So we drove and Ronnie and I had been particularly stupid. We pulled into this roadhouse called the 4-Dice where we sat down and ordered and then Ronnie and I went to the john. You know, just start me up. We got high. We didn't fancy the clientele out there, or the food, and so we hung in the john, laughing and carrying on. We sat there for forty minutes. And you don't do that down there. Not then. That's what excited and exacerbated the situation. And the staff called the cops. As we pulled out, there was a black car parked on the side, no number plate, and the minute we took off, twenty yards down the road, we get sirens and the little blinking light and there they are with shotguns in our faces.

I had a denim cap with all these pockets in it that were filled with dope. Everything was filled with dope. In the car doors themselves, all you had to do was pop the panels, and there were plastic bags full of coke and grass, peyote and mescaline. Oh my God, how are we going to get out of this? It was the worst time to get busted. It was a miracle we had been allowed into the States at all for this tour. Our visas hung on a thread of conditions, as every police force in the big cities also knew, and had been fixed by Bill Carter with very hard long-distance footwork with the State Department and the Immigration Service over the previous two years. It was obviously condition zero that we weren't arrested for possession of narcotics, and Carter was responsible for guaranteeing this.

I wasn't taking the heavy shit at the time; I'd cleaned up for the tour. And I could have just put all of that stuff on the plane. To this day I cannot understand why I bothered to carry all that crap around and take that chance. People had given me all this gear in Memphis and I was loath to give it away, but I still could have put it on the plane and driven clean. Why did I load the car like some pretend dealer? Maybe I woke up too late for the plane. I know I spent a long time opening up the panels, stashing this shit. But peyote is not particularly my line of substances anyway.

In the cap's pockets there's hash, Tuinals, some coke. I greet the police with a flourish of the cap and throw pills and hash into the bushes. "Hello, Officer" (flourish). "Oh! Have I broken some local law? Pray forgive me. I'm English. Was I driving on the wrong side of the road?" And you've already got them on the back foot. And you've got rid of your crap. But only some of it. They saw a hunting knife lying on the seat and would later decide to take that as evidence of a "concealed weapon," the lying bastards. And then they made us follow them to a car park somewhere beneath city hall. As we drove they watched us, surely, throwing more of our shit into the road.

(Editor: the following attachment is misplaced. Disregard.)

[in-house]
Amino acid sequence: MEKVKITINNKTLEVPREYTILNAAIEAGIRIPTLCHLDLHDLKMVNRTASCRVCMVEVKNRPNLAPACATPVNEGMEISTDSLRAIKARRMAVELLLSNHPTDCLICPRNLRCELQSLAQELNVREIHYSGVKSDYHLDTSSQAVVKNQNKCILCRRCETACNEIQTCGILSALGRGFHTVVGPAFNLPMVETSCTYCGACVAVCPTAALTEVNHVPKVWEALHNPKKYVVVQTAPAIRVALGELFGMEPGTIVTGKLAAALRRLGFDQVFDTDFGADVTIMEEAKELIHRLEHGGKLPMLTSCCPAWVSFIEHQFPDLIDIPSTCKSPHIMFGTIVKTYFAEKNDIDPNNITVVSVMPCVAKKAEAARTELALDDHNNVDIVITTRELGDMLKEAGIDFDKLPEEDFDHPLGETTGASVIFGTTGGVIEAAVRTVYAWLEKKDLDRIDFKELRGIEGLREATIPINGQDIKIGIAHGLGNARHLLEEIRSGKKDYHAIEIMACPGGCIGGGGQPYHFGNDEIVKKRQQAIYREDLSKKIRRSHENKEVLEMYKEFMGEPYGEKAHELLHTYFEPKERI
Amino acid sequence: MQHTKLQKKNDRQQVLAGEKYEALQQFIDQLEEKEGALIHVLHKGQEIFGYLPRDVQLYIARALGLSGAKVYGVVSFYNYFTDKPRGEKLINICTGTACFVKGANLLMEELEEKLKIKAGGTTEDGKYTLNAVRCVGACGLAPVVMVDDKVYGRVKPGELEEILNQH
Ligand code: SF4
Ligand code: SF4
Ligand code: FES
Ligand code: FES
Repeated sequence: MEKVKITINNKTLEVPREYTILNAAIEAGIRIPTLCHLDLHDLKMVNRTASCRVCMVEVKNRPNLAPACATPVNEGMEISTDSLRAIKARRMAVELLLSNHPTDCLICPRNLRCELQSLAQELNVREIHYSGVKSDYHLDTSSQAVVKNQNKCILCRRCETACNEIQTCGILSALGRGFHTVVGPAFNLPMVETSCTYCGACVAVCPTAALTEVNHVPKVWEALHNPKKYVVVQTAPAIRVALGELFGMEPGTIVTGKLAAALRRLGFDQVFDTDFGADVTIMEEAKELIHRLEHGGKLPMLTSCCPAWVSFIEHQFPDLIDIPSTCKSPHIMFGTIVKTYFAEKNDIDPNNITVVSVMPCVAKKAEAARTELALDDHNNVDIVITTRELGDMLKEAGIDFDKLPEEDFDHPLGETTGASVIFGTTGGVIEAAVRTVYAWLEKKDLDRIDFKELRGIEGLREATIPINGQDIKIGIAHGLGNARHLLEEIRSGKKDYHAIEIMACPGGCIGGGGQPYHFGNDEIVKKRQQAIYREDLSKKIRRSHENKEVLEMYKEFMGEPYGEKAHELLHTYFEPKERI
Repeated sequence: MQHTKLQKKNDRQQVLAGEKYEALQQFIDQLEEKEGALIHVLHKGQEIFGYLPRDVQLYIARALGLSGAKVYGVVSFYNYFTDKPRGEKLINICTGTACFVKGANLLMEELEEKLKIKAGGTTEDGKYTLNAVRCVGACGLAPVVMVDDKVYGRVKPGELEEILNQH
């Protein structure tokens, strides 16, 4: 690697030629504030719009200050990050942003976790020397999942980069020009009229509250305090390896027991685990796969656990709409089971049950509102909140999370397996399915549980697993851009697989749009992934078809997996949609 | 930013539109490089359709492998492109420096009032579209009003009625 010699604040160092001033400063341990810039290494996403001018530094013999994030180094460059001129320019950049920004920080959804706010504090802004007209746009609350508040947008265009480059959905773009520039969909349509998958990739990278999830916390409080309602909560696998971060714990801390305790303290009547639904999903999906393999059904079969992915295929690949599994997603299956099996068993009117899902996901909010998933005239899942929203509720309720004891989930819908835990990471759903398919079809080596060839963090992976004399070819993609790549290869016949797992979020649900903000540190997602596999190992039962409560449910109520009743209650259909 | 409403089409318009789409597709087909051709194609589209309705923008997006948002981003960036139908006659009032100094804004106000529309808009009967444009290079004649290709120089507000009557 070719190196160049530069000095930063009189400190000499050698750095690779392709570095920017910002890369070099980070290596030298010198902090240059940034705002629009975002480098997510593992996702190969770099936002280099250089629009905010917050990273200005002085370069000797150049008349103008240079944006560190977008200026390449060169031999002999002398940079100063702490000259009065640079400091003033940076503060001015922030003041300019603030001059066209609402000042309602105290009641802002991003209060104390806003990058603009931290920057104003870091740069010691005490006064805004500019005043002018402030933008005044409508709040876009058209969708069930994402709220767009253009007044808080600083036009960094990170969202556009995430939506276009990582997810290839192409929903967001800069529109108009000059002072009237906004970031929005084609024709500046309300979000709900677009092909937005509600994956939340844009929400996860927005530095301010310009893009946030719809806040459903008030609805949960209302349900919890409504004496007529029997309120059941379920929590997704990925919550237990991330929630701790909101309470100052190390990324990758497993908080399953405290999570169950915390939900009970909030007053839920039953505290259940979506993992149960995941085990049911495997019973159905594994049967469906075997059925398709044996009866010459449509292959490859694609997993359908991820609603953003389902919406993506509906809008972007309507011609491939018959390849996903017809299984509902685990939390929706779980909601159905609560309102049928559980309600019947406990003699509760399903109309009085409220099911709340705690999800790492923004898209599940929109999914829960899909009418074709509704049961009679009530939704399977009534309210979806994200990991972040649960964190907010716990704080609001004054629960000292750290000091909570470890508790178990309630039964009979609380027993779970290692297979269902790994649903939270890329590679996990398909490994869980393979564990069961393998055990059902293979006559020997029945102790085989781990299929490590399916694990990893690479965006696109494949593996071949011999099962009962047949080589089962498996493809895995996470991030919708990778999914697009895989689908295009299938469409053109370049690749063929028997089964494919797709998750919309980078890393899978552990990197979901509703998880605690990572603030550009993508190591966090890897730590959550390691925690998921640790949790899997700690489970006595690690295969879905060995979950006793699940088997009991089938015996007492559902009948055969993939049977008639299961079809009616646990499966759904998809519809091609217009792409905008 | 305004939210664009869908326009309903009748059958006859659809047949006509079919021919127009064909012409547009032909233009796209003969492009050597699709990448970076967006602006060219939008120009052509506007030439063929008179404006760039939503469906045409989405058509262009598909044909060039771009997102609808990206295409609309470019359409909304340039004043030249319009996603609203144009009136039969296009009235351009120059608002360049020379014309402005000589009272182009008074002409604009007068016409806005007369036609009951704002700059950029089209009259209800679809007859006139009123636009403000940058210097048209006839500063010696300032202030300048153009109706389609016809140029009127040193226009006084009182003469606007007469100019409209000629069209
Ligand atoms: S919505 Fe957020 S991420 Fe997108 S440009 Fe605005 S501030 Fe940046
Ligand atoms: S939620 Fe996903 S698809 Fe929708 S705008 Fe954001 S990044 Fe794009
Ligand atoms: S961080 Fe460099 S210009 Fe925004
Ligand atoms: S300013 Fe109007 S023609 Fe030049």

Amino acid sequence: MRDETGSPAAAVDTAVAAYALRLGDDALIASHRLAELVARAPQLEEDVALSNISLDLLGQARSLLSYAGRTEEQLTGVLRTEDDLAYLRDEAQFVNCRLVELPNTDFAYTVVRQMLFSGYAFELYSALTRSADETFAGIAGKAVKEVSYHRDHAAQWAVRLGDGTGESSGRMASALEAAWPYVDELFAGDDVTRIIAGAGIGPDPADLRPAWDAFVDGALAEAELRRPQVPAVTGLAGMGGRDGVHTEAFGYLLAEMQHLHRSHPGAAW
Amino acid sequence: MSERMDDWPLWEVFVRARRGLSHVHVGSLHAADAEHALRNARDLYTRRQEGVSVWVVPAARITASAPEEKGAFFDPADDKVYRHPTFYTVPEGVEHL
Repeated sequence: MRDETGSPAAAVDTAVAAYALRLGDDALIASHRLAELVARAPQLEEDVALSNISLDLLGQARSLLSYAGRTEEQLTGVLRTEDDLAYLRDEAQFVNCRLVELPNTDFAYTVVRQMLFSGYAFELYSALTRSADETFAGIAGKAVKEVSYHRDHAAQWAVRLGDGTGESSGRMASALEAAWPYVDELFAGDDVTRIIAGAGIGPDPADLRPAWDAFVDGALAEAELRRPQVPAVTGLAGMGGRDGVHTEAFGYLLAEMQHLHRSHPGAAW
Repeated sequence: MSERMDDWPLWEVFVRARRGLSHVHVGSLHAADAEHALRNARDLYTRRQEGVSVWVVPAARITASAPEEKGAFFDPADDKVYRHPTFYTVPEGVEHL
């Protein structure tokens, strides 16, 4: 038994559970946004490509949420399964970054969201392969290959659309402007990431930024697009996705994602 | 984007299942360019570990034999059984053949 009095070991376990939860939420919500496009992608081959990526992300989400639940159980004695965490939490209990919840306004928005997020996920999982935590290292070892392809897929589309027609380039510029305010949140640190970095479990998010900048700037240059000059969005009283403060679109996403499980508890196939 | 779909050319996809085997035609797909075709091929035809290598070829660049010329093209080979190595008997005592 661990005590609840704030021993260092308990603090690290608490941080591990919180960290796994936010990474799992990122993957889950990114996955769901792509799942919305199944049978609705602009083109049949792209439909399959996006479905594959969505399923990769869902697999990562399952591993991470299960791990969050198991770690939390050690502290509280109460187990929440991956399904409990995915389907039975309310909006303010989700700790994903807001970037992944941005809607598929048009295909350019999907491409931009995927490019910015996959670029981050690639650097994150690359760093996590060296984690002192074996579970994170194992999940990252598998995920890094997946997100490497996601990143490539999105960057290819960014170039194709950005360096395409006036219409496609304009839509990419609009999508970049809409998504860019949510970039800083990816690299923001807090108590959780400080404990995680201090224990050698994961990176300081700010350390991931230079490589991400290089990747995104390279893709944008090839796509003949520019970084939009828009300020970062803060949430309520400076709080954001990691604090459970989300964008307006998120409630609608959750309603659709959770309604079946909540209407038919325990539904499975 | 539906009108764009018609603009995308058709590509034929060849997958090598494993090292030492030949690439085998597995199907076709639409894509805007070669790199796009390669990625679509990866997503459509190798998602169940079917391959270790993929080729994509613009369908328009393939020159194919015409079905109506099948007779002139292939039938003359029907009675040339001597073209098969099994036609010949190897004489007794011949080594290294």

They didn't do a search immediately when we got to the garage. They said to Ronnie, "OK, you go into the car and bring out your stuff." Ronnie had a little handbag or something in the car, but at the same time, he tipped all the crap he had into a Kleenex box. And as he got out, he said to me, "It's under the driver's seat." And when I go in, I didn't have anything in the car to get, all I've got to do is pretend that I have something and take care of this box. But I didn't know what the fuck to do with it, so basically I just scrunched it up a bit and I put it under the backseat. And I walked out and said well I don't have anything. The fact that they didn't tear the car apart is beyond me.

By now they know who they've got ("Weeeell, looky here, we got some live ones"). But then they suddenly didn't seem to know what to do with these international stars stuck in their custody. Now they had to draft in forces from all over the state. Nor did they seem to know what to charge us with. They also knew we were trying to locate Bill Carter, and this must have intimidated them because this was Bill Carter's front lawn. He had grown up in the nearby town of Rector and he knew every state law enforcement officer, every sheriff, every prosecuting attorney, all the political leaders. They may have started to regret that they'd tipped off the wire services to their catch. The national news media were gathering outside the courthouse—one Dallas TV station had hired a Learjet to get pole position on the story. It was Saturday afternoon and they were making calls to Little Rock to get advice from state officials. So instead of locking us up and having that image broadcast to the world, they kept us in loose "protective custody" in the police chief's office, which meant we could walk about a bit. Where was Carter? Offices shut during the holiday, no cell phones then. It was taking some time to locate him.